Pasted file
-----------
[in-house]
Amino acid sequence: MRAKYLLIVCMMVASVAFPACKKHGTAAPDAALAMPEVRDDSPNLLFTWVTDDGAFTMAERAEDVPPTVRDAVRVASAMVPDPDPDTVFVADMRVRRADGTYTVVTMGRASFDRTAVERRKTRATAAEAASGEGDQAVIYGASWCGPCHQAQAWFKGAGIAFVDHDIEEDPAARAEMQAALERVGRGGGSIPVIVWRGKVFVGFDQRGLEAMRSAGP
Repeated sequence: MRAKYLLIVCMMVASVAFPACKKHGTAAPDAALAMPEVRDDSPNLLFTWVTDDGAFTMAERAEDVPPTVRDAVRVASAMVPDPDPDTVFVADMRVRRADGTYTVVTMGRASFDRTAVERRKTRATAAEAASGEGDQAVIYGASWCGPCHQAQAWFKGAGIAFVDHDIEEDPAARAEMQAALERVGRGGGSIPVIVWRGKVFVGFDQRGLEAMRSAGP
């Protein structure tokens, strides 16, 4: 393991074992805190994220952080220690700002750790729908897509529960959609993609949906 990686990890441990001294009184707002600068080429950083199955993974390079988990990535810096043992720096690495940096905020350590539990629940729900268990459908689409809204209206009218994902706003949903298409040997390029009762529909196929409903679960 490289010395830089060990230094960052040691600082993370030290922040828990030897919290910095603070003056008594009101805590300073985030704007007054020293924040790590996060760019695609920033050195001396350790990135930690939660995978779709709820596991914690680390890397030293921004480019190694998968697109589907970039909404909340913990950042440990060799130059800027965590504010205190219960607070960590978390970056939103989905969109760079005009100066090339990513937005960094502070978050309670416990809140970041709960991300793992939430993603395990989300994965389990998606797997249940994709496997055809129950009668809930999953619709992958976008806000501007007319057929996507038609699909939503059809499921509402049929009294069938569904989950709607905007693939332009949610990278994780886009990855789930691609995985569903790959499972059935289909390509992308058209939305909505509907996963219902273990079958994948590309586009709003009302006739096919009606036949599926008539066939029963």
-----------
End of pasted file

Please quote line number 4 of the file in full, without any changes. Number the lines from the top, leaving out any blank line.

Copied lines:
């Protein structure tokens, strides 16, 4: 393991074992805190994220952080220690700002750790729908897509529960959609993609949906 990686990890441990001294009184707002600068080429950083199955993974390079988990990535810096043992720096690495940096905020350590539990629940729900268990459908689409809204209206009218994902706003949903298409040997390029009762529909196929409903679960 490289010395830089060990230094960052040691600082993370030290922040828990030897919290910095603070003056008594009101805590300073985030704007007054020293924040790590996060760019695609920033050195001396350790990135930690939660995978779709709820596991914690680390890397030293921004480019190694998968697109589907970039909404909340913990950042440990060799130059800027965590504010205190219960607070960590978390970056939103989905969109760079005009100066090339990513937005960094502070978050309670416990809140970041709960991300793992939430993603395990989300994965389990998606797997249940994709496997055809129950009668809930999953619709992958976008806000501007007319057929996507038609699909939503059809499921509402049929009294069938569904989950709607905007693939332009949610990278994780886009990855789930691609995985569903790959499972059935289909390509992308058209939305909505509907996963219902273990079958994948590309586009709003009302006739096919009606036949599926008539066939029963």